Robust Comparisons of Malnutrition in Developing Countries
We use Demographic and Health Surveys (DHS) to make international and inter-temporal welfare comparisons. While most poverty analyses rely on expenditures or income, we use anthropometric measures of nutrition as indicators of living standards. The advantages are that we observe individual—not household—well-being, deflators and exchange rates are unnecessary, and measurement techniques are similar across surveys. We test the robustness of the headcount results, and find that applying higher order Foster-Greer-Thorbecke poverty measures adds little information; although stochastic dominance testing of nutrition distributions reveals that changes in malnutrition are sensitive to the choice of the “nutrition poverty line”. Copyright 2002, Oxford University Press.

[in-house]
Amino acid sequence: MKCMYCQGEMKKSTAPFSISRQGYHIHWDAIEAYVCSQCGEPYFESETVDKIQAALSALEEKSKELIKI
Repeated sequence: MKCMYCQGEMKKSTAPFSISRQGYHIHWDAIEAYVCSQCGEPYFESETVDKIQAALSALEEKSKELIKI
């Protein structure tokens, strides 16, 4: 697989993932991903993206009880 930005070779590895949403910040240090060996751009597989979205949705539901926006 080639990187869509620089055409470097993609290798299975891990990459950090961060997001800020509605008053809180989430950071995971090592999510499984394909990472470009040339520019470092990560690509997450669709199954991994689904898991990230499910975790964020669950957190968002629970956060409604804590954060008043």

Volume (Year): 84 (2002)
Issue (Month): 3 ()
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